Limmerence personified – so sad.
What It Was Like
The Story Plant
Story Plant, The
“It’s really a very simple story. What happened was this: I met this girl and did a very stupid thing. I fell in love. Hard. I know that to some people that makes me an idiot and a loser. What can I say? They’re right. I did some extremely foolish things; I’m the first to say it. And they’ve left me in jail and alone.”
So begins one of the most compelling, emotionally charged, and affecting novels you are likely to read this year.
It is the summer of 1968 and a young man takes a job at a camp in upstate New York before starting his first semester at Columbia University. There, he meets Rachel Prince, a fellow counselor who is as beautiful as she is haunted. Their romance will burn with a passion neither of them has ever known before…a passion with the power to destroy.
In the tradition of Endless Love and Gone Girl, What it was Like is an intimate, raw, and revealing journey through the landscape of all-consuming love. It announces the debut of a remarkable storyteller.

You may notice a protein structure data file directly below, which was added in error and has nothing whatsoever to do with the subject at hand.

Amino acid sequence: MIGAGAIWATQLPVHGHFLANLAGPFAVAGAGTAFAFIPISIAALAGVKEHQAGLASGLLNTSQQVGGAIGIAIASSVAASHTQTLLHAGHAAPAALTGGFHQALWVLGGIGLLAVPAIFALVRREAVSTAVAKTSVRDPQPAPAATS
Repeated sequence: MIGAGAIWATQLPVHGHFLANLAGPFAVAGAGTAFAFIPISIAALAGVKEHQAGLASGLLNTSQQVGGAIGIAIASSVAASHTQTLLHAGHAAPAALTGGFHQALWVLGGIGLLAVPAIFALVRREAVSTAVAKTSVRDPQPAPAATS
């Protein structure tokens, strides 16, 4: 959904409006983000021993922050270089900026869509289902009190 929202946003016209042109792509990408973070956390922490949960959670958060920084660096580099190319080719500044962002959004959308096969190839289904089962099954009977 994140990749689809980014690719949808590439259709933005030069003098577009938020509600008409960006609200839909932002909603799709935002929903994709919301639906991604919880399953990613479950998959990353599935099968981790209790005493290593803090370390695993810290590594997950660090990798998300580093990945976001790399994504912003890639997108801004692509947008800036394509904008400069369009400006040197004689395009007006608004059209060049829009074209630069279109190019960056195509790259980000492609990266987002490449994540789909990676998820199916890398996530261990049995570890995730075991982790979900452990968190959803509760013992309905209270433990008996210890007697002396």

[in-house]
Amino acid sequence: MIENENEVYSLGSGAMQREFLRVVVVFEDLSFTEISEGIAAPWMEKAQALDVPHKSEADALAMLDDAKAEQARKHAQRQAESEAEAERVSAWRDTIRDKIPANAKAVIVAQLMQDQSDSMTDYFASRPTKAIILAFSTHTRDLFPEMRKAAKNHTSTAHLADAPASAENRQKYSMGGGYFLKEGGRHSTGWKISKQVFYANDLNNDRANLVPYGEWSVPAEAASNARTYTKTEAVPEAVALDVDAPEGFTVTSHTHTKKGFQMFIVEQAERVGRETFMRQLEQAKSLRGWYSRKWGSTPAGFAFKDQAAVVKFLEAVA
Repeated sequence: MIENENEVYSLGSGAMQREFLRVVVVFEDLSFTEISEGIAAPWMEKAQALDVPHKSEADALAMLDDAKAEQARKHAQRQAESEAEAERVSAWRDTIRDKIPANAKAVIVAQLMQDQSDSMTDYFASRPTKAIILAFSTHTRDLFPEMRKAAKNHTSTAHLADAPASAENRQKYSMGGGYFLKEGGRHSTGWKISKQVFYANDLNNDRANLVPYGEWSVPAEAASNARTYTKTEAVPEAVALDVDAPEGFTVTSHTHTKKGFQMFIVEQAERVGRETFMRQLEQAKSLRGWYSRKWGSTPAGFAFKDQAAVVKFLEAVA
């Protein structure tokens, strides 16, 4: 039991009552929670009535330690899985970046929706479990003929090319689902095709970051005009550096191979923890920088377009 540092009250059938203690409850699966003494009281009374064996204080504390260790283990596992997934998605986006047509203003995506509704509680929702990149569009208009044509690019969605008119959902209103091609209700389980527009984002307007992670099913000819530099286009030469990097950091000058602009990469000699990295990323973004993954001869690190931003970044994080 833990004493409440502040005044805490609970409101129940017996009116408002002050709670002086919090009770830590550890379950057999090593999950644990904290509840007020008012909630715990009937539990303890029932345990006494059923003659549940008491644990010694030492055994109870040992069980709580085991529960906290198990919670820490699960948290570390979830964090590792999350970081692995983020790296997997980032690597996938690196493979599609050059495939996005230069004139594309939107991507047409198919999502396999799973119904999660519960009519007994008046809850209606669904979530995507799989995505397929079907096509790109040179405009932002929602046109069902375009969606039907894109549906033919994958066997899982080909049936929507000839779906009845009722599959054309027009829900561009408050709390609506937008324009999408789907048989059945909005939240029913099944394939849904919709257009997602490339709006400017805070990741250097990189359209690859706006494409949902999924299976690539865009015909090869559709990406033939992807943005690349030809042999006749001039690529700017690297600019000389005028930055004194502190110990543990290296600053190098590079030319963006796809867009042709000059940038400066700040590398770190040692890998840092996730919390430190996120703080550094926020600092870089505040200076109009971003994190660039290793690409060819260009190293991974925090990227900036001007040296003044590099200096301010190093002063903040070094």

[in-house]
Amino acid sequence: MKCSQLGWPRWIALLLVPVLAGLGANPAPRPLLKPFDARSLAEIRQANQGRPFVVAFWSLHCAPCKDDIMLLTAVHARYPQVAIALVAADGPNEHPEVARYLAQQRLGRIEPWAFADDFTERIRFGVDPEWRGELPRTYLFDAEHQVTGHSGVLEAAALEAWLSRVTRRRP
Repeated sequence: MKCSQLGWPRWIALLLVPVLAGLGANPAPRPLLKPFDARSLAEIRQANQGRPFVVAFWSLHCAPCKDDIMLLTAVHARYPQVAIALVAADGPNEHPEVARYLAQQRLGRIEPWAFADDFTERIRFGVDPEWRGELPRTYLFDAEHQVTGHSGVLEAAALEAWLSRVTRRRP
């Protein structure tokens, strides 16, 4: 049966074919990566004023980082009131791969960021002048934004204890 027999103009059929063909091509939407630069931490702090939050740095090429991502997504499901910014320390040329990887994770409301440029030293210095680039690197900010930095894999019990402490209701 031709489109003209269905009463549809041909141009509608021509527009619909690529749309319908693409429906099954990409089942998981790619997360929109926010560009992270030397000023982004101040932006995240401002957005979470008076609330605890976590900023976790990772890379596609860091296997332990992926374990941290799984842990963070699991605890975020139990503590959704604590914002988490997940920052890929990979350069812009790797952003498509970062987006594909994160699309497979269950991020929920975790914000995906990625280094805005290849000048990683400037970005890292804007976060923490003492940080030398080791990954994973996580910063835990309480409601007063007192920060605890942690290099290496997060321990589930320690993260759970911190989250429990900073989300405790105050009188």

Wikipedia (http://en.wikipedia.org/wiki/Limerence) states that limerence is “an involuntary state of mind which results from a romantic attraction to another person combined with an overwhelming, obsessive need to have one’s feelings reciprocated…”and “an involuntary potentially inspiring state of adoration and attachment to a limerent object involving intrusive and obsessive thoughts, feelings and behaviors from euphoria to despair, contingent on perceived emotional reciprocation..” The protagonist in the novel suffers from limerence – and suffer he does – I think this is one of the most accurate depictions of the affliction that I have come across – the protagonist, un named, is so intensely bound to Rachel Prince and the idea of their romance that nothing else matters; he is psychologically on the edge, unable to function rationally, all his efforts and energy are expended on seeing her and pleasing her, and that has disastrous effects.
This narrative has a very quiet considered voice and even pace, yet the first pages hook you with the revelation that the protagonist is already in gaol and is writing the story of his innocence and from then on you read expectantly waiting for the truth to be revealed. Seth provides the reader with an intimate view of the naïve protagonist’s journey into the state of limerence and self-destruction; it is heart breaking reading. Seth is an excellent story teller whose words paint a portrait of pain and love, in this instance the two emotions inseparable.